Fig. 15
Fig. 15
Close modal

We call the three diagonal axes of the hexagonal embryo as n1, n2, and n3, as shown in Fig. 16. Ω versus s is plotted in Fig. 16 to obtain the embryo size (as done in Sec. 3.2). Interestingly, the Ω versus s curves along the three diagonal axes collapse, implying that the embryo is regular hexagon. The collapse of these curves was observed for all indenter radii. The embryo size, Ω, can be calculated from these Ω versus s curves by fitting Gaussian profiles as done in Sec. 3.2.

Fig. 16
Fig. 16
Close modal
We observe the following scaling laws for the embryo location, Y*, and the embryo size, ξ (Fig. 17).
$Y*∼∝R0.75orY*R∼∝R−0.25$
(11)
$ξ∼∝R0.5orξR∼∝R−0.5$
(12)
These scaling laws are consistent with two-dimensional simulations [30]. These scaling laws were shown to be independent of interatomic potentials and crystal orientation for two-dimensional hexagonal crystals [30]. In the previous work [30], it was shown that the hardness, $Fc/R$ approaches well-defined asymptotic values for each system in the large R limit, but there was a systematic indentation size effect observed where $Fc/R$ increases at small R. $ξ/R0.5$ also exhibited the same type of indentation size effect as $Fc/R$ where $ξ/R0.5$ increases at small R for all systems. Similar indentation size effect is also observed in the three-dimensional simulations at small R.
Fig. 17
Fig. 17
Close modal

5 Discussion and Summary

In this work, we studied the nucleation of dislocation dipoles in the bulk of perfect 2D and 3D crystals subjected to nanoindentation with a circular (and spherical in 3D), atomistic indenter under athermal, quasistatic conditions. We performed mesoscale analysis of configurations at the stability threshold, showing that small, nonlocal regions of the crystal, centered at the embryo, contain significant information about an incipient nucleation event. However, unlike previous work that utilized the minimum eigenvalue of the mesoregions as the main analysis tool [2123], we focused our attention on the spatial structure of the lowest mesoregion eigenmode. We found that the relation between ξmeso, the embryonic size inferred from the mesoregion, and rmeso, the size of the mesoregion itself, is universal. The lowest mesomode and eigenvalue were found to provide excellent estimates of the structure and energy of the true critical mode but only for mesoregions larger than rmeso > 1.5ξ. We also showed that the mesoregions not centered at the embryo center also reveal the presence of embryo, provided they encompass 1.2ξ. This scenario leads us to think of homogeneous dislocation nucleation as quasilocal: full information about the nature of the embryo can only be obtained by analyzing sufficiently large regions; however, its existence can be inferred by examining regions much much smaller than its intrinsic size.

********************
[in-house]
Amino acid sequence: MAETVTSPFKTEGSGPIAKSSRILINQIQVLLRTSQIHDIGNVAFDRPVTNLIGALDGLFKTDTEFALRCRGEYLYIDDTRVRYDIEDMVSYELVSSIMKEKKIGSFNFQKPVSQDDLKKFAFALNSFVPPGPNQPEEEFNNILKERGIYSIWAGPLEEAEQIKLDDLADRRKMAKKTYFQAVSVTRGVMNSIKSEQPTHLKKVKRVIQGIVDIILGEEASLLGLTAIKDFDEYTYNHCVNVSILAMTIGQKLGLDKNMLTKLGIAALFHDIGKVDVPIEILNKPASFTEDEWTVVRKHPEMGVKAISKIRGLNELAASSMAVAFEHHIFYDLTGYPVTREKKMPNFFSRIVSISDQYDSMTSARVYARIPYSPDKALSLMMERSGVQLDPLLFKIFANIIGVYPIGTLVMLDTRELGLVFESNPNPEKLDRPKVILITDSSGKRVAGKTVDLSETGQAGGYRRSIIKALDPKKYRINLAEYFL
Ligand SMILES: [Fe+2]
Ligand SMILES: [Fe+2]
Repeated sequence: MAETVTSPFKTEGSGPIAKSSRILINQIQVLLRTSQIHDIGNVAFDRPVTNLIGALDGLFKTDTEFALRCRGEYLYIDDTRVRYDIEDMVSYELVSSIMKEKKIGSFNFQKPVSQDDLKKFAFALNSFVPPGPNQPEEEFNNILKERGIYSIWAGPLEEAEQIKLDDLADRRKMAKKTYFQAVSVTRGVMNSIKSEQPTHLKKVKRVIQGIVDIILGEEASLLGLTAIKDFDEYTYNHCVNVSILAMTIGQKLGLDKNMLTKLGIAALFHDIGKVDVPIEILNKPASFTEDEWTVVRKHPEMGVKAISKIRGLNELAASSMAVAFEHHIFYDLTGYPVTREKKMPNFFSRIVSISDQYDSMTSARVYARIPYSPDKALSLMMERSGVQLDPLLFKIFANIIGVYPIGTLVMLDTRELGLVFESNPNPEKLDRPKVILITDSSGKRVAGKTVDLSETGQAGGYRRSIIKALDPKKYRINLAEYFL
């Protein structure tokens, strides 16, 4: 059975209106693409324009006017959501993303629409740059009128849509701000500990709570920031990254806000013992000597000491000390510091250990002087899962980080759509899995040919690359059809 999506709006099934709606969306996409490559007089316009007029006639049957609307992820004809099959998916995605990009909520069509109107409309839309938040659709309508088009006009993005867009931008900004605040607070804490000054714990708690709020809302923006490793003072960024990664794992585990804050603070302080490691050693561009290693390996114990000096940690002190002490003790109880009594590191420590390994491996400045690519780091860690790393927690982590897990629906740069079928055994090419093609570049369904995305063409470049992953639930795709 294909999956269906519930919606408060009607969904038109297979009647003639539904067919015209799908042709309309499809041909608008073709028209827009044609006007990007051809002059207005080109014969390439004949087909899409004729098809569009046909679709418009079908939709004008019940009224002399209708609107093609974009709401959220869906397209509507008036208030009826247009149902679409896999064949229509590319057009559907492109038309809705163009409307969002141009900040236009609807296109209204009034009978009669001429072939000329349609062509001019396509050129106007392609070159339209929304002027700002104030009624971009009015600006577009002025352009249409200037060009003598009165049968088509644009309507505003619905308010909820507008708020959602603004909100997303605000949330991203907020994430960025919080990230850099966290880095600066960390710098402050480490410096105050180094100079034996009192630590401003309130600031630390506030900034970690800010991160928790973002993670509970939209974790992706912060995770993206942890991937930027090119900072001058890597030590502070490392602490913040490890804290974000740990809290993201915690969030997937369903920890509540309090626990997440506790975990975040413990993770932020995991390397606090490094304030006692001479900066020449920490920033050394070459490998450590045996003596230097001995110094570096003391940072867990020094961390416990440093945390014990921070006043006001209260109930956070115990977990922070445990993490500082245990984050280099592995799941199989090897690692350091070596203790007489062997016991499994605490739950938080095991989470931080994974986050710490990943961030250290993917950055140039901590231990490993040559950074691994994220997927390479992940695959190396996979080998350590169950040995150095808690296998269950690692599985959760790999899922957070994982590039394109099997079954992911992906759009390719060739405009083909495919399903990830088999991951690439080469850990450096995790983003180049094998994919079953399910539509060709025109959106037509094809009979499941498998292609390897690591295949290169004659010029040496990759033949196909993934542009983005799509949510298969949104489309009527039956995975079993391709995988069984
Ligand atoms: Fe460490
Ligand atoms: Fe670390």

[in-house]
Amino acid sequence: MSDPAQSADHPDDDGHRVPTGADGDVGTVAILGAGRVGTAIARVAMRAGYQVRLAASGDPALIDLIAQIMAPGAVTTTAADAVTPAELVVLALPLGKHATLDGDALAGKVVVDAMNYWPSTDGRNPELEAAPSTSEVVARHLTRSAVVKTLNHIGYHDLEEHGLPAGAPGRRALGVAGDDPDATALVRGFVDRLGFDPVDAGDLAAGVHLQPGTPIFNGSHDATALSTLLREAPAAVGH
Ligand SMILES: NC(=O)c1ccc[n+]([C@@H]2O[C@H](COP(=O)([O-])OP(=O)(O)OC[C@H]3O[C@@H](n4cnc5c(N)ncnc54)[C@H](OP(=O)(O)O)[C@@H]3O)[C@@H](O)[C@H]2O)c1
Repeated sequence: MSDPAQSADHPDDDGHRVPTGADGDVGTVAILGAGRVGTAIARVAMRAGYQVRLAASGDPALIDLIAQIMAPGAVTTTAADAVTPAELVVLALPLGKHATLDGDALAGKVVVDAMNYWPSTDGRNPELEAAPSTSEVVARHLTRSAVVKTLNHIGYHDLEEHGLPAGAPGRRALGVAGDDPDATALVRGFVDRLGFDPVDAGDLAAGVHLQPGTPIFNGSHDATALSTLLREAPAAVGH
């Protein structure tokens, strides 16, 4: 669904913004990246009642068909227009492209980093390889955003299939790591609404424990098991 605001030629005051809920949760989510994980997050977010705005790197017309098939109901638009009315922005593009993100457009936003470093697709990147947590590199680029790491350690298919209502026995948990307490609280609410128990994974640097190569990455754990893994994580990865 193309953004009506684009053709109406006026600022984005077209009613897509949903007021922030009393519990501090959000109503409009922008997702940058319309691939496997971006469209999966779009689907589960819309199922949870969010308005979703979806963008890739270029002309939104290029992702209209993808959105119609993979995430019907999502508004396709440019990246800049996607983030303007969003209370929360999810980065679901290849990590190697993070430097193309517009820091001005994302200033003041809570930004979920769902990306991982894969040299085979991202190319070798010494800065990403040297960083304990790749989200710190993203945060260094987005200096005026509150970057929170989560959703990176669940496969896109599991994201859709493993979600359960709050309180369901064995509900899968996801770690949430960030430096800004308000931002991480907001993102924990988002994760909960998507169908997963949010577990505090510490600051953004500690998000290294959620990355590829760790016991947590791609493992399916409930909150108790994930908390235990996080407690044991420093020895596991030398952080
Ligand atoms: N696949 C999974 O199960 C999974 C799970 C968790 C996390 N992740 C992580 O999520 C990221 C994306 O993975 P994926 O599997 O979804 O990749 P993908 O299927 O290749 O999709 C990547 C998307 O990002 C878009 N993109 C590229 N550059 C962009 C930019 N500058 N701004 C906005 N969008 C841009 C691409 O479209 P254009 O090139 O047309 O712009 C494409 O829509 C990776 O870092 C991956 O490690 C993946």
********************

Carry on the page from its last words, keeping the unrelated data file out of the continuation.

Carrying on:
We have also understood the effects of the proximity to nucleation, δD, on mesoscale analysis. Mesoscale analysis detects the embryo presence much before that the full system kinematic analysis. Mesoscale analysis can be used to make atomistic simulations computationally efficient, especially for 3D simulations where full system kinematic analysis could be challenging or, in some-cases impossible. We showed an initial study for full 3D FCC crystal nano-indentation simulations using the mesoscale analysis. The critical mesomode was used to calculate the embryo size, ξ, and the embryo location, Y*. ξ and Y* vary as the square-root of indenter radius for 3D FCC lattice. These scaling laws are consistent with the two-dimensional hexagonal lattice simulations for various interatomic potentials and crystal orientations. There are two main points to make regarding the overall utility of our results. As a practical consideration, it is dramatically more numerically expedient to employ a meso-scale eigenmode analysis as opposed to a global one. Miller and Rodney first proposed this approach, but understanding its limits is therefore important. Second, we address a fundamental question about the nature of the critical mode and how it evolves as one approaches the limit of stability. We find it likely that, in the future, when attempts to derive a theory for, e.g., activation rates for thermally assisted nucleation in a crystal in a state of inhomogeneous strain, the meso-scale properties we study here and the associated notion of locality/non-locality should be important.